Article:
Several thousand crowd Capitol lawn to protest big government

The Obama administration was a target at the rally.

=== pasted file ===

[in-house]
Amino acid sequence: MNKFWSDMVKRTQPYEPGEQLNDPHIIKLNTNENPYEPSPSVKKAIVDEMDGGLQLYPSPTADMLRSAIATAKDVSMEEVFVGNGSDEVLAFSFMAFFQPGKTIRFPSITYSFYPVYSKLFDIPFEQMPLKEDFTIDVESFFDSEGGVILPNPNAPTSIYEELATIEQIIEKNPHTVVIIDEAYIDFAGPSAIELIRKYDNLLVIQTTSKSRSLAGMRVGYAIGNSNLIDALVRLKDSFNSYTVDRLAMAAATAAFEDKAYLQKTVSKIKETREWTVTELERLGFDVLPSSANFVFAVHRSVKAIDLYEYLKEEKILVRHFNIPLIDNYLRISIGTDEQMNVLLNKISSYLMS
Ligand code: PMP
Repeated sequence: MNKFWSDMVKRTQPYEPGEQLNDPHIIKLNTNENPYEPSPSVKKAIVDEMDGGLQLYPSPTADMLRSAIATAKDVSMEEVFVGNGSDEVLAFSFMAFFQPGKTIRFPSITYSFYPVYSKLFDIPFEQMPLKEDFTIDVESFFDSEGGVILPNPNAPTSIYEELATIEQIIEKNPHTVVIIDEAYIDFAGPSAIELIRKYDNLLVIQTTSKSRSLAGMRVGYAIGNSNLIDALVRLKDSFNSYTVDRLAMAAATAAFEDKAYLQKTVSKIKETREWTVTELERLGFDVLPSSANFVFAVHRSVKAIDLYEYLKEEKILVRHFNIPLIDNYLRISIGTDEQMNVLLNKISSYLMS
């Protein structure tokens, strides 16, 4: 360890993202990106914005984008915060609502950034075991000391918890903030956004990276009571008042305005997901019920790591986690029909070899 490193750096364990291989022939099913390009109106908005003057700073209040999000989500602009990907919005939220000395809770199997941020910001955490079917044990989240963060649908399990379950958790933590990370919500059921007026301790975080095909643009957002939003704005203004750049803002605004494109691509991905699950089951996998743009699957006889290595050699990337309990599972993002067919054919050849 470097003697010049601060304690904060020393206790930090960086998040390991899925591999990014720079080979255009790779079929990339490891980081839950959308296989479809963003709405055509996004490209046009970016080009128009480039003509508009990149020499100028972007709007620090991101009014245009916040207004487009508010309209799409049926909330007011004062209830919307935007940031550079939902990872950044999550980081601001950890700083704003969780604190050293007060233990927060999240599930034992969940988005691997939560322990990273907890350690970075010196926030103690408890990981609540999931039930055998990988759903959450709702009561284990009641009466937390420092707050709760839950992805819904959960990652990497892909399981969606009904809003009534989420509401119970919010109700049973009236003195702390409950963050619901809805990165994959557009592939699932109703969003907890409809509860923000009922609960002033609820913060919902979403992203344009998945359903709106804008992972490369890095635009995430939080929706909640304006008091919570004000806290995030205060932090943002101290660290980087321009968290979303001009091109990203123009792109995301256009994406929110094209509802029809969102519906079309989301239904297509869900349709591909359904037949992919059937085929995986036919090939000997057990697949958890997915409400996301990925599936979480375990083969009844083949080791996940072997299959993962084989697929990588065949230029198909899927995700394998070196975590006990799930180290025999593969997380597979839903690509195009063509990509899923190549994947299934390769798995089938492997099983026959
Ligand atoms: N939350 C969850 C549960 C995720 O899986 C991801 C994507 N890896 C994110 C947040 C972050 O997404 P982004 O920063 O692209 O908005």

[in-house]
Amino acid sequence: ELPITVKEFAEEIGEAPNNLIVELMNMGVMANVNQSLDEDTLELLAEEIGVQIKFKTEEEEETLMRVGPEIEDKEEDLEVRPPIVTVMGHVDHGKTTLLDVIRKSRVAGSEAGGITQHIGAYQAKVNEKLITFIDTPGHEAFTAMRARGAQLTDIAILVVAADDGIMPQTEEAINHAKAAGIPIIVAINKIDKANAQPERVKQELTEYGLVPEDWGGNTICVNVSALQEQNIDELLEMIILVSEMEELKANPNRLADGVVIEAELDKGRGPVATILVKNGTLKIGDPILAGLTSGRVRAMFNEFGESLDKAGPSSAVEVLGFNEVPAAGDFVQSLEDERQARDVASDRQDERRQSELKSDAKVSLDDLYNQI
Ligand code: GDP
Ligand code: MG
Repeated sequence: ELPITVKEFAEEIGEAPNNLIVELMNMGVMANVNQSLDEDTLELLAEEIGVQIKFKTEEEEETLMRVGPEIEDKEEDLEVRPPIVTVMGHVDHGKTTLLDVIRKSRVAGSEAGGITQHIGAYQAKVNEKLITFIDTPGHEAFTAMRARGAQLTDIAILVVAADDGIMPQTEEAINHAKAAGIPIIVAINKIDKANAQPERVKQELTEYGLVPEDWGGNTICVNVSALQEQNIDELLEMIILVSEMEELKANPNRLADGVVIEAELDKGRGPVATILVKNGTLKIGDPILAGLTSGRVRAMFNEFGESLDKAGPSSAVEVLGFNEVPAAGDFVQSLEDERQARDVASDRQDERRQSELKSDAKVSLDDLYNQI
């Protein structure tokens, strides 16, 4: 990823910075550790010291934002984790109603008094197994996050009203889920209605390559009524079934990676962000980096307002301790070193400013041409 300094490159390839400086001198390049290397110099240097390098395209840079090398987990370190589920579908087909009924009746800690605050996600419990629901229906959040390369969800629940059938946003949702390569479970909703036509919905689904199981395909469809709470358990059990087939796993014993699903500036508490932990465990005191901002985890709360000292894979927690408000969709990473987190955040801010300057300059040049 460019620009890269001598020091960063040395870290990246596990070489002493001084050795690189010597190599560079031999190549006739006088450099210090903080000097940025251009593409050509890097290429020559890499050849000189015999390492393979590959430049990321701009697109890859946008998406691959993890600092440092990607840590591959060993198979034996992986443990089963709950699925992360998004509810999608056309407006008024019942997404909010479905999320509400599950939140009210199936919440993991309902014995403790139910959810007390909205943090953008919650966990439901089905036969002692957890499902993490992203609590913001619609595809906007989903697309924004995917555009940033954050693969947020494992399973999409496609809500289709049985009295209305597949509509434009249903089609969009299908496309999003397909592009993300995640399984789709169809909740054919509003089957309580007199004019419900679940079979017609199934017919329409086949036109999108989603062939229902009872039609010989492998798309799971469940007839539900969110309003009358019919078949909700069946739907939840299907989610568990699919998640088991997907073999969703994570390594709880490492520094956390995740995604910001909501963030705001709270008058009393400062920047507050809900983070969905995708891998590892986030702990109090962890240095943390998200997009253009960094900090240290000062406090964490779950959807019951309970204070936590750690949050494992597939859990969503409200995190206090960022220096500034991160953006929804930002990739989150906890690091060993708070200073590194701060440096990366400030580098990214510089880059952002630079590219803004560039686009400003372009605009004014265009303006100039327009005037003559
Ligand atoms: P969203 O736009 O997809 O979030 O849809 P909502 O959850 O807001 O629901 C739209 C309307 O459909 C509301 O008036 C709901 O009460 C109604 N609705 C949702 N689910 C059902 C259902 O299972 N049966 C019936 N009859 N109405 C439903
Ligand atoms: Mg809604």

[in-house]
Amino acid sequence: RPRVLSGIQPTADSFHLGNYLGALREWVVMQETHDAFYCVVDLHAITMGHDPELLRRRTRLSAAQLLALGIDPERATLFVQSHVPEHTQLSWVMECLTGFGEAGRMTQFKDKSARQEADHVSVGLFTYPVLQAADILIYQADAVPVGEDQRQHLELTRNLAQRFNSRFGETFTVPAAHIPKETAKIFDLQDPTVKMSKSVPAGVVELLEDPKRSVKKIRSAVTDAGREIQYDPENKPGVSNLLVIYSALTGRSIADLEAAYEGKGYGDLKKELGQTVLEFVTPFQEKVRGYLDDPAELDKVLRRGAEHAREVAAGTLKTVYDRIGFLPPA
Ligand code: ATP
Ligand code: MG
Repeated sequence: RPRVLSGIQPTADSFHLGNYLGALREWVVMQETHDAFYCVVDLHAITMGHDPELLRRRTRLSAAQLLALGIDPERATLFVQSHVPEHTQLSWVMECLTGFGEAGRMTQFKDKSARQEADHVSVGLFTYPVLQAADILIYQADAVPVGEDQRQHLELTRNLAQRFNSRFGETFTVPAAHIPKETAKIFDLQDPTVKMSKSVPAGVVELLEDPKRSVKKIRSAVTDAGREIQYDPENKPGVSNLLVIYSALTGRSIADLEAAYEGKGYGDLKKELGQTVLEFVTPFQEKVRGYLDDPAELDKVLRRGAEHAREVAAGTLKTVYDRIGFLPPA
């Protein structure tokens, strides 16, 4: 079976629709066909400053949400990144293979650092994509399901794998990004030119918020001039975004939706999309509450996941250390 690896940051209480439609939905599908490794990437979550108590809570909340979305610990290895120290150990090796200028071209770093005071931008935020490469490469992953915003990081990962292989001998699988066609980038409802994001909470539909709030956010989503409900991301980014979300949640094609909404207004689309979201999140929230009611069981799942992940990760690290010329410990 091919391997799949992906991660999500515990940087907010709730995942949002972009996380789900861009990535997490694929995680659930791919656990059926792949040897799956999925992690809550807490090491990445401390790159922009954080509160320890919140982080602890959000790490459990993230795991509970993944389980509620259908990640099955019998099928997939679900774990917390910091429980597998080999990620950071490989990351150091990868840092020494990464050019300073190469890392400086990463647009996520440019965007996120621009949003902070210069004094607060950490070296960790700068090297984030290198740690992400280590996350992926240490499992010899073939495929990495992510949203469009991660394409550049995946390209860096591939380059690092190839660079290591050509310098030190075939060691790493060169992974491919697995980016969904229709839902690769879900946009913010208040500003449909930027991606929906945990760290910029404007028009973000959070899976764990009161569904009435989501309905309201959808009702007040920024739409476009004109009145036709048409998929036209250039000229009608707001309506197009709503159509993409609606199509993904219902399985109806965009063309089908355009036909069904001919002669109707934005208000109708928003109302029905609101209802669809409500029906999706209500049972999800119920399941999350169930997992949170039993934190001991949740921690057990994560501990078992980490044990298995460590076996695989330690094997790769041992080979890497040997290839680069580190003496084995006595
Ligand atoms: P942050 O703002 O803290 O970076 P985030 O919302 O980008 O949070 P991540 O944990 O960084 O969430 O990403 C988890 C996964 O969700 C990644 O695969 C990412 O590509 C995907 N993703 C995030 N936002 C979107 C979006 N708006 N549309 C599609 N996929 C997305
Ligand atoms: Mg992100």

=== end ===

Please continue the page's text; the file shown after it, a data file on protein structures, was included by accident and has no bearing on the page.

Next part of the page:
Todd and Lauralee Peterson brought the youngest few of their eight children to the Capitol grounds Wednesday, calling the so-called âÄútea partyâÄù rally there a teaching opportunity. Amid about 8,000 people, the Petersons, who home-school their children in part to teach them about the Constitution and the importance of small government, joined in. The tea parties were held in an effort to protest government spending and broad-reaching government during President Barack Obama âÄôs time in office. âÄúIt just shows [the kids] how two-fold the right side and wrong side is,âÄù Todd Peterson said. âÄúWhere government is headed is the wrong side, and it has been for a while.âÄù Over 500 tea parties were held all over the U.S., Wednesday, according to FreedomWorks , the organization sponsoring the events. Cities included New York; San Diego, Calif.; Madison, Wis.; and Washington, D.C., where many Republican political figures, such as former House Speaker Newt Gingrich , spoke to show their support and further a possible 2012 presidential bid. Rowdy protestors also threw what appeared to be a box of tea bags at the White House, prompting a brief lockdown. Sue Jeffers , who last election unsuccessfully challenged Republican incumbent Gov. Tim Pawlenty for the partyâÄôs nomination, emceed the St. Paul event. âÄúOur message is simple,âÄù she said to the boisterous crowd. âÄúRepeal the pork, cut the taxes, control the spending and get government out of our lives.âÄù The original tea party after which the events were modeled occurred on December 16, 1773. The protest was instigated by the Tea Act, which gave the East India Company power to sell tea at lower prices, thus undercutting colonial tea sellers. Conversely the current protests are about high taxes and government spending. The original protests were over ParliamentâÄôs continued power over the colonies. This comes as Obama announced his plans for tax reform. His plan includes a tax cut to 95 percent of Americans and a plan for small business who are losing money to offset their losses during this downturn against the income they’ve earned over the last five years. The plan also includes a $2,500 tax credit for all four years of college, a tax credit of up to $8,000 for first-time home buyers, and a promise to simplify tax code. Jeffers and other speakers mentioned Obama with tongues in cheek, including pastor Barb Davis White, who unsuccessfully r an for a congressional seat against Rep. Keith Ellison, D-Minn. Davis White issued a special thanks to the president. âÄúWithout him we might not have come together at all,âÄù she said, and was greeted with cheers. Speakers, which included conservative radio personality Chris Baker, drew flippant comparisons to perhaps the most notorious Capitol protests in recent memory âÄî the ones during SeptemberâÄôs contentious Republican National Convention. The crowd laughed when Baker characterized the typical large-scale rally as a left-wing event. He said throughout his radio career, people have asked him why conservatives donâÄôt get together. âÄúAnd I said, âÄòWell, theyâÄôre working,âÄôâÄù he said. âÄúBut we sincerely need to get together more often.âÄù And that was the overall message of the rally, whose organizers and featured speakers called on rally-goers to stay involved âÄî through grassroots organizing and possibly running for office themselves âÄî and continue to spread conservative ideals of lower taxes and small government. Some signs and T-shirts at the event characterized conservatives as the âÄúsilent majority.âÄù âÄúWeâÄôve sat silent for too long,âÄù Baker said. âÄúThis is not a one-time event, this is a beginning.âÄù